20 July 2015

A Closer Look at the Student Loan "Crisis"

I put crisis in scare quote because Adam Levitin doesn't believe there is one, at least not as commonly understood. Read his post here.

My occasional posts on student loans have focused on their use by for-profit and other schools as a means to subsidize substandard education (here and here). I have also explored the challenges of discharging student loans in bankruptcy (here and here).

Levitin takes a macro-level approach and concludes there's no student loan crisis as the word crisis was used in connection with sub-prime mortgages:
Student loan debt is highly concentrated within the population and is generally structured in a way that does not create sharp liquidity crises: long (and often deferrable) maturities, no sharp repayment shocks, and often offers established repayment and forgiveness programs.
In other words, student loans do not put at risk the edifice of America's financial system. Student loans do, however, put at risk America's long-term capacity for credit-financed (and is there any other kind?) growth:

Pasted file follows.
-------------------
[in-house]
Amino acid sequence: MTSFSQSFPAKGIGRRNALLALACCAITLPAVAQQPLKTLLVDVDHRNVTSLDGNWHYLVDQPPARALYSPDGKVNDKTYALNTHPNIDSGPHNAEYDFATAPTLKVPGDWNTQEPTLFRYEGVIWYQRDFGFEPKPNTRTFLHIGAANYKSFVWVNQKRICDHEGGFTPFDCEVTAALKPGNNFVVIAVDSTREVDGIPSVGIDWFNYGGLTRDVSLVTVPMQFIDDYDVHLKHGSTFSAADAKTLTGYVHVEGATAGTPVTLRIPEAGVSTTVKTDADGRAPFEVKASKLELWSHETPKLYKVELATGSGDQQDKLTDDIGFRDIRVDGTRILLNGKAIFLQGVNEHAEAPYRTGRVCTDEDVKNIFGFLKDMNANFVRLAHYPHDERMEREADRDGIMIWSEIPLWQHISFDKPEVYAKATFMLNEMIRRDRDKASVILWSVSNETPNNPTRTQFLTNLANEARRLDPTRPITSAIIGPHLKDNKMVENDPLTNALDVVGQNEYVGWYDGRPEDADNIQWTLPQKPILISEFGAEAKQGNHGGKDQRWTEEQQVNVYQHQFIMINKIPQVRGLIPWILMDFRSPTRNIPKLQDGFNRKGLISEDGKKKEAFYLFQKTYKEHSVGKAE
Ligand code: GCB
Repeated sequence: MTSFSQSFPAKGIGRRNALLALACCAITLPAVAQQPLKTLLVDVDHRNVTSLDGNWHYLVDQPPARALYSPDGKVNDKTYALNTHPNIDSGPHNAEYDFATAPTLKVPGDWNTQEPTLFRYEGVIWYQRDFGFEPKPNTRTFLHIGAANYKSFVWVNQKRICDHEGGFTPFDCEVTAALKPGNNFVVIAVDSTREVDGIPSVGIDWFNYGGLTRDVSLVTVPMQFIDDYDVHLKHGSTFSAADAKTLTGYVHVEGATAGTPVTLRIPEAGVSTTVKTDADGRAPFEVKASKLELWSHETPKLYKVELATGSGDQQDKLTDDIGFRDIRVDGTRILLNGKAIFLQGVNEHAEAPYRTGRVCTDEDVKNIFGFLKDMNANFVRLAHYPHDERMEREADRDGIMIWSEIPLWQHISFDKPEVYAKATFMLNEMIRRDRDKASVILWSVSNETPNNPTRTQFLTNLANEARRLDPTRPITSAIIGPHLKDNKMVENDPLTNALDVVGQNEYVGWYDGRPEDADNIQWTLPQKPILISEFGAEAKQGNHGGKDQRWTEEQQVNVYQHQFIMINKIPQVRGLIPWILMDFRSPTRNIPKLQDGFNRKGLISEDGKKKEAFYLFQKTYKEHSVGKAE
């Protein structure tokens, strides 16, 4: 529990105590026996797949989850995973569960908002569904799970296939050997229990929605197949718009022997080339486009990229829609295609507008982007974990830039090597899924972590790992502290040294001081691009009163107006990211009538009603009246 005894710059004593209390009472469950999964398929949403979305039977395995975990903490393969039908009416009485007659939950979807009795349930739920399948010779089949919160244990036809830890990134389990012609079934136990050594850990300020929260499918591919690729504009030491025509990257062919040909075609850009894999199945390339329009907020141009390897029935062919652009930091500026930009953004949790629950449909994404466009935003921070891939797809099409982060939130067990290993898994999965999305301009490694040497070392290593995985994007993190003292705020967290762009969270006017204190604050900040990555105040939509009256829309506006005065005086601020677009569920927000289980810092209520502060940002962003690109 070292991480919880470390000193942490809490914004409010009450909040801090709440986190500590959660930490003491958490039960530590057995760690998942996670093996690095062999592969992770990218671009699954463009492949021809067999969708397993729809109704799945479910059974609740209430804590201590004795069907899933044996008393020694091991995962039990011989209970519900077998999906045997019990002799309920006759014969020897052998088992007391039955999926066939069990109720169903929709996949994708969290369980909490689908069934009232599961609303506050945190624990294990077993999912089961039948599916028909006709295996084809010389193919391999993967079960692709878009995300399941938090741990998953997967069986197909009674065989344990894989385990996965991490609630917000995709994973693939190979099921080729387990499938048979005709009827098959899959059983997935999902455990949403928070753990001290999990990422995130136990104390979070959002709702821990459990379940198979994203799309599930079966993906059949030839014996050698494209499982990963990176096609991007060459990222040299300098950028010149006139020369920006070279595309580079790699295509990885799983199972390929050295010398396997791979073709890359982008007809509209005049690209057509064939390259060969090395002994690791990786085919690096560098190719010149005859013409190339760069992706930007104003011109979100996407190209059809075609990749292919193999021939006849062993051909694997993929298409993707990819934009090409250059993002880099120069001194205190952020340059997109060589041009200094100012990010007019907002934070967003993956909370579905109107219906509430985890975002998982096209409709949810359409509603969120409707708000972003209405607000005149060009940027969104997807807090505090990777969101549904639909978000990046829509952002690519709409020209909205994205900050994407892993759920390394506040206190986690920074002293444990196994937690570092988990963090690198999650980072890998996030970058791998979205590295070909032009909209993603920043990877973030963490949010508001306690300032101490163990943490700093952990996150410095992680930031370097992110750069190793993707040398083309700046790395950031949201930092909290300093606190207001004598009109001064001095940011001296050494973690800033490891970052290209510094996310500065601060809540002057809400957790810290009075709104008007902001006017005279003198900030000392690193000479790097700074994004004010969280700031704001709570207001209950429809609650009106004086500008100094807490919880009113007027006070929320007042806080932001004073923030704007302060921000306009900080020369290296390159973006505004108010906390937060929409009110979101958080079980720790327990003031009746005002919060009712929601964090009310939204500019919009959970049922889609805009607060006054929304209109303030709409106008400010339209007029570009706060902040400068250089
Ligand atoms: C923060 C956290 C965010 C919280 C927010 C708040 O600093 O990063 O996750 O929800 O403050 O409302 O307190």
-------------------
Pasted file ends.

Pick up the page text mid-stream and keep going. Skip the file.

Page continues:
The real concern with student loans is not an acute liquidity crisis, like a mortgage payment resets or a massive surge in defaults, as with underwater homeowners.  Instead, the systemic danger from student loans is a debt overhang problem in which consumers' consumption habits are altered by the constant drag of debt service. That's not a "crisis" yet, but it's a problem that needs to be addressed before it becomes one.
America's economy is driven by consumer debt. Without the capacity to incur debt, consumers won't consume as much and corporations and their employees, suppliers, etc. will face slow growth. In turn, this will depress the prospects for employment of everyone. In other words, a vicious cycle.

What to do about the problem isn't clear to Levitin: "It's not obvious to me how to fix the student loan debt problem; there are drawbacks to all of the proposals around. But we'd do far better addressing the problem now than in a decade or two, when it starts to really weigh on the economy."

Shutting off the spigot seems like a plausible solution but that's hardly feasible politically. After all, government-backed student lending is one of the prize entitlements of the middle class. Thus, I can confidently predict that nothing meaningful will happen.

How's that for going out on a limb?

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